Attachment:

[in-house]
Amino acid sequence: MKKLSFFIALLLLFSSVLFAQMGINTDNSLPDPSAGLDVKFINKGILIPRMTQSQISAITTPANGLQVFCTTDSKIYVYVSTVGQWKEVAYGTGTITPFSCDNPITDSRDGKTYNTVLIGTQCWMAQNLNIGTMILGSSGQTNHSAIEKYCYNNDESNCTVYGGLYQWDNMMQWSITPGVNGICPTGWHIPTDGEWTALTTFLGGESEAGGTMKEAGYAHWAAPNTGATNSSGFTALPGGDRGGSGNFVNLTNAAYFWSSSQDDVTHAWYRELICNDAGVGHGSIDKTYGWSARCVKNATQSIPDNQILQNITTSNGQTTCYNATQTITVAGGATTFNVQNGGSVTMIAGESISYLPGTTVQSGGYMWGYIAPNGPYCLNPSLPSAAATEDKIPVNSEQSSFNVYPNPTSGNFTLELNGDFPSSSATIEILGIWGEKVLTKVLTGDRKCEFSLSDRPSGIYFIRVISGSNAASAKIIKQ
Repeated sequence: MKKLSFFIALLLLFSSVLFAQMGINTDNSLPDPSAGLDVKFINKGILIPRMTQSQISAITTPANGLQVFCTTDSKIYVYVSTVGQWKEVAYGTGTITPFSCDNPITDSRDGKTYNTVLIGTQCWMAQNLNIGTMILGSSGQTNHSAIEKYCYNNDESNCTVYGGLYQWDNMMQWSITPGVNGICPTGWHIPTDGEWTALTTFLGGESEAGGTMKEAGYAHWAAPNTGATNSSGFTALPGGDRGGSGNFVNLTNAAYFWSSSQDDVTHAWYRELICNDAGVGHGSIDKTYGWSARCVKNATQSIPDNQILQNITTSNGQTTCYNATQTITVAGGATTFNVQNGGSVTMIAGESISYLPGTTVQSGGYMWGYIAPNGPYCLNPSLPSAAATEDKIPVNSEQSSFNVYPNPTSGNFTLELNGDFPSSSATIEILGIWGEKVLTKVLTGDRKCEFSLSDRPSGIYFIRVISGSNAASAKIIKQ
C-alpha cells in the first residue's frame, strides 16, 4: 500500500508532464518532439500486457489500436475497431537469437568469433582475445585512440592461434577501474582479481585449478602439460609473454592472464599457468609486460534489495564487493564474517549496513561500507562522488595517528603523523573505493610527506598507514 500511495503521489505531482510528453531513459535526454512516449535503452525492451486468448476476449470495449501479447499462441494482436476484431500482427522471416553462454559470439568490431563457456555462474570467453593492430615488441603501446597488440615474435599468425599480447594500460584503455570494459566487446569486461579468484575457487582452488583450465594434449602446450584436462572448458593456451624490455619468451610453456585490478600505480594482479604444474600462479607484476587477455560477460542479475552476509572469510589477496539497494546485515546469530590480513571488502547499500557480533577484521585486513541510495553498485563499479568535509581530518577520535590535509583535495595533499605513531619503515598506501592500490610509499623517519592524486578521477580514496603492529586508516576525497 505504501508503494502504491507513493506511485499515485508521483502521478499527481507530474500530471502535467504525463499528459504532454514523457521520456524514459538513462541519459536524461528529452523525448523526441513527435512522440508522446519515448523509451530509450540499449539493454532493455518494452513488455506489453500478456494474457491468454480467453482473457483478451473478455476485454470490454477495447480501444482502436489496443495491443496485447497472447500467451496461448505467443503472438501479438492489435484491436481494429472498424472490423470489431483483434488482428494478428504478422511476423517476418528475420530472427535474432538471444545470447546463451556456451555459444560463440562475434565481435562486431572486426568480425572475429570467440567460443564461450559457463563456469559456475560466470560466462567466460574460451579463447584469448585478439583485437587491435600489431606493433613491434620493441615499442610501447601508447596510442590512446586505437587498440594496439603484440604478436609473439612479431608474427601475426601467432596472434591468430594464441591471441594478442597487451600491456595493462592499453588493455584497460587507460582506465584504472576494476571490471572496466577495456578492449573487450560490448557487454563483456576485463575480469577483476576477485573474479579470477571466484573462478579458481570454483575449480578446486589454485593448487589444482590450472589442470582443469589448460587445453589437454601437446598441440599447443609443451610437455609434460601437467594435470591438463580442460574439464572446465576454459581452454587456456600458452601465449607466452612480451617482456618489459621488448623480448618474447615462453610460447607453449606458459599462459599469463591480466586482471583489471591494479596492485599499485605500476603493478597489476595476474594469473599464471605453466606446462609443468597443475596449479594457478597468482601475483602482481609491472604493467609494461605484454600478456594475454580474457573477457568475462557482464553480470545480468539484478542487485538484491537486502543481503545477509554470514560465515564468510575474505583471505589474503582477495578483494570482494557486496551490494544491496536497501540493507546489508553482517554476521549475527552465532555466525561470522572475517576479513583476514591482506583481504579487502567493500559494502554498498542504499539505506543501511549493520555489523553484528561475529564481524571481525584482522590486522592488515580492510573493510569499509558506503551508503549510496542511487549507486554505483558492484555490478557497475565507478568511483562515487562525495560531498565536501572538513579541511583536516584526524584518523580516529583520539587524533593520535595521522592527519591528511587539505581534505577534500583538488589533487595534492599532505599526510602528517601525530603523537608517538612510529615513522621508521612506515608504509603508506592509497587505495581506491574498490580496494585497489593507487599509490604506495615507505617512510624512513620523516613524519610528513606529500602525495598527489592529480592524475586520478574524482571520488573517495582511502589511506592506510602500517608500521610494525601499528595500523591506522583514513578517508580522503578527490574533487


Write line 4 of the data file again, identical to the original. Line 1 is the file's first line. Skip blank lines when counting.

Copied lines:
C-alpha cells in the first residue's frame, strides 16, 4: 500500500508532464518532439500486457489500436475497431537469437568469433582475445585512440592461434577501474582479481585449478602439460609473454592472464599457468609486460534489495564487493564474517549496513561500507562522488595517528603523523573505493610527506598507514 500511495503521489505531482510528453531513459535526454512516449535503452525492451486468448476476449470495449501479447499462441494482436476484431500482427522471416553462454559470439568490431563457456555462474570467453593492430615488441603501446597488440615474435599468425599480447594500460584503455570494459566487446569486461579468484575457487582452488583450465594434449602446450584436462572448458593456451624490455619468451610453456585490478600505480594482479604444474600462479607484476587477455560477460542479475552476509572469510589477496539497494546485515546469530590480513571488502547499500557480533577484521585486513541510495553498485563499479568535509581530518577520535590535509583535495595533499605513531619503515598506501592500490610509499623517519592524486578521477580514496603492529586508516576525497 505504501508503494502504491507513493506511485499515485508521483502521478499527481507530474500530471502535467504525463499528459504532454514523457521520456524514459538513462541519459536524461528529452523525448523526441513527435512522440508522446519515448523509451530509450540499449539493454532493455518494452513488455506489453500478456494474457491468454480467453482473457483478451473478455476485454470490454477495447480501444482502436489496443495491443496485447497472447500467451496461448505467443503472438501479438492489435484491436481494429472498424472490423470489431483483434488482428494478428504478422511476423517476418528475420530472427535474432538471444545470447546463451556456451555459444560463440562475434565481435562486431572486426568480425572475429570467440567460443564461450559457463563456469559456475560466470560466462567466460574460451579463447584469448585478439583485437587491435600489431606493433613491434620493441615499442610501447601508447596510442590512446586505437587498440594496439603484440604478436609473439612479431608474427601475426601467432596472434591468430594464441591471441594478442597487451600491456595493462592499453588493455584497460587507460582506465584504472576494476571490471572496466577495456578492449573487450560490448557487454563483456576485463575480469577483476576477485573474479579470477571466484573462478579458481570454483575449480578446486589454485593448487589444482590450472589442470582443469589448460587445453589437454601437446598441440599447443609443451610437455609434460601437467594435470591438463580442460574439464572446465576454459581452454587456456600458452601465449607466452612480451617482456618489459621488448623480448618474447615462453610460447607453449606458459599462459599469463591480466586482471583489471591494479596492485599499485605500476603493478597489476595476474594469473599464471605453466606446462609443468597443475596449479594457478597468482601475483602482481609491472604493467609494461605484454600478456594475454580474457573477457568475462557482464553480470545480468539484478542487485538484491537486502543481503545477509554470514560465515564468510575474505583471505589474503582477495578483494570482494557486496551490494544491496536497501540493507546489508553482517554476521549475527552465532555466525561470522572475517576479513583476514591482506583481504579487502567493500559494502554498498542504499539505506543501511549493520555489523553484528561475529564481524571481525584482522590486522592488515580492510573493510569499509558506503551508503549510496542511487549507486554505483558492484555490478557497475565507478568511483562515487562525495560531498565536501572538513579541511583536516584526524584518523580516529583520539587524533593520535595521522592527519591528511587539505581534505577534500583538488589533487595534492599532505599526510602528517601525530603523537608517538612510529615513522621508521612506515608504509603508506592509497587505495581506491574498490580496494585497489593507487599509490604506495615507505617512510624512513620523516613524519610528513606529500602525495598527489592529480592524475586520478574524482571520488573517495582511502589511506592506510602500517608500521610494525601499528595500523591506522583514513578517508580522503578527490574533487